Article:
Goregirl’s TOP 10 Favourite Horror Films From 1976
I have seen a fair amount of films from 1976 but frankly a lot of them were terribly mediocre or downright shitty. I’m not particularly thrilled with this list to be honest. I found the year as a whole a bit of a drag. A significant amount of American films made the 1976 list with six entries. Only two for the UK this time around, and one each for Italy and Spain. 1976 has been my least favourite year of the decade thus far. Maybe there are a couple of gems in my “to see” list. Sigh. Still to see: Paolo Cavara’s Plot Of Fear, Charles B. Pierce’s The Town That Dreaded Sundown, Yûji Makiguchi’s Shogun’s Sadism, Jonas Middleton’s Through The Looking Glass, Carlos Aured’s House Of Psychotic Women, Noboru Tanaka’s Watcher In The Attic, Yasuharu Hasebe’s Assault! Jack The Ripper, Kon Ichikawa’s The Clan Of Dog-God Household.
Here’s what made the shortlist: Schizo, Barb Wired Dolls, The Food Of The Gods, Blood-Sucking Freaks, Grizzly, Embryo, Jack The Ripper, Dracula and Son, Death Weekend, Land Of The Minotaur, Deadly Strangers, Mansion Of The Doomed, The Clown Murders, Revenge Of The Dead, Squirm, The Keeper.
#10 TO THE DEVIL A DAUGHTER
Directed By: Peter Sykes
To The Devil A Daughter is the most contemporary of the Hammer Studio films. The studio was struggling and looking for a way to re-invigorate its popularity. Unfortunately To The Devil A Daughter would not save the studio. It has flaws I can’t ignore but despite this I find the film very watchable. Most of the film is a relatively serious affair about a father trying to save his daughter’s soul from the devil. The performances are top notch, particularly Christopher Lee and Denholm Elliott, and there are some extremely effective and memorable scenes that don’t resort to cheap parlor tricks. And then there is the church scene. A scene so cheesy and unnecessary I don’t know how anyone could watch it and not laugh. I actually enjoy cheesiness in certain films but here it just messes up the mood something awful. It is a small part of the film but it is a hard one to ignore. Nonetheless I rather enjoy To The Devil A Daughter.
#9 BURNT OFFERINGS
Directed By: Dan Curtis
If you watched Burnt Offerings as a kid like I did, you probably recall the films creepy chauffeur. This dude chilled my shit back then and in fact was no less effective on a recent re-watch. Unfortunately, despite the chauffeur and a handful of other effective scenes, I didn’t find Burnt Offerings as haunting or suspenseful as I recalled. The thrills are a bit too sporadic and for a haunted house flick it’s slim on the scares. Burnt Offerings fantastic location is its best asset. The incredible home is the perfect place for a horror film. Karen Black isn’t bad in her role but I thought Oliver Reed was definitely the highlight here. He has one particularly meaty scene with his son that is one of the films best. Notably along for the ride are Bette Davis, Burgess Meredith and Eileen Heckart. Burnt Offerings was not quite the awesome film I recalled but I cannot deny it some outstanding moments that make for entertaining viewing.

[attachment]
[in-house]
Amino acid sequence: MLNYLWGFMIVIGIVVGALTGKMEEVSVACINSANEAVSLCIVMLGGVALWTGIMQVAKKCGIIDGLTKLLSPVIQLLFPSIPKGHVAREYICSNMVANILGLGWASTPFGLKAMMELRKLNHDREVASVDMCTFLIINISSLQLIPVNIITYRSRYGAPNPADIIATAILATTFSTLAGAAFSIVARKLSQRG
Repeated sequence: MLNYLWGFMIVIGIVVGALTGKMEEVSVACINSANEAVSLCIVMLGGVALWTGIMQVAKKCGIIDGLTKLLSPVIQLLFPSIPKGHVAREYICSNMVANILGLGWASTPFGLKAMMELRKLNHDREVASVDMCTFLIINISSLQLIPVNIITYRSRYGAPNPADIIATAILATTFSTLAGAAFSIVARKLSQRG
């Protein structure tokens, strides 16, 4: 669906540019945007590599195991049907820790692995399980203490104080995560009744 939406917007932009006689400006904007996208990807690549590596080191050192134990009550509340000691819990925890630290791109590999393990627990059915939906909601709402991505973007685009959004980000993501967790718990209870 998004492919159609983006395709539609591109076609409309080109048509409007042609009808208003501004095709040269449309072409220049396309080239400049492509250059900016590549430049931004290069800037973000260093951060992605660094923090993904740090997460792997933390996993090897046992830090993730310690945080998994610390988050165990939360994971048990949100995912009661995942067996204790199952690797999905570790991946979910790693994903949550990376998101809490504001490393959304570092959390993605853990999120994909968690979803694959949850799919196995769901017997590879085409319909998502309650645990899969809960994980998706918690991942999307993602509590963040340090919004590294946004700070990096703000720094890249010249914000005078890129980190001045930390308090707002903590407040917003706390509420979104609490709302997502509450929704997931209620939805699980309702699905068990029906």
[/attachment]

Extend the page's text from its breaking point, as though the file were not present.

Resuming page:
#8 THE LITTLE GIRL WHO LIVES DOWN THE LANE
Directed By: Nicolas Gessner
Both of my previous viewing of The Little Girl Who Lives Down The Lane were years ago on television which is probably the main reason I always thought the film was a made-for-TV movie. I watched the film for the first time on DVD about a month ago and I must admit it was better than I recalled. The films tagline Thank heaven for little girls. Thank HELL for the little girl who lives down the lane! seems rather over the top. The films horror is subtle and takes a back seat to the unfolding drama and mystery. The film has an intriguing set-up although it does lack plausibility at times; I was nonetheless intrigued to see how it would all turn out. The antagonist is a thirteen year old girl named Rynn played with an eerily calm confidence by Jodie Foster. The story is told from Rynn’s point of view and we can empathize with her plight despite the fact that she has the ability to be ruthless and deadly. Most of the horror comes from the despicable adults around her making it hard not to root for Rynn. Alexis Smith is notable as landlady Mrs. Hallet, who really tears up the screen with her brief appearances as well as Martin Sheen who plays her creepy pervert son Frank. The Little Girl Who Lives Down The Lane is a good film that leans heavier towards mystery than horror with some respectable ambience and strong performances.
#7 THE OMEN
Directed By: Richard Donner
The Omen is certainly one of the better known horror films of the 1970’s. No surprise really, it is a big-budget, glossy and visually appealing film. The performances are excellent particularly the casting of Gregory Peck as the adoptive father of the devil child Damien. The film has its share of outstanding and effective moments too. In two of the best, a trip to the zoo becomes an unholy nightmare and Damien’s nanny pledges her allegiance at his birthday party. The death sequences are each unique, but are completely bloodless and rather solemn affairs. There is plenty to appreciate about The Omen, although it’s never been a personal favourite, it is definitely one of the better films from this particular year. The Omen is a very watchable and well-made film.
#6 HOUSE OF MORTAL SIN
Directed By: Pete Walker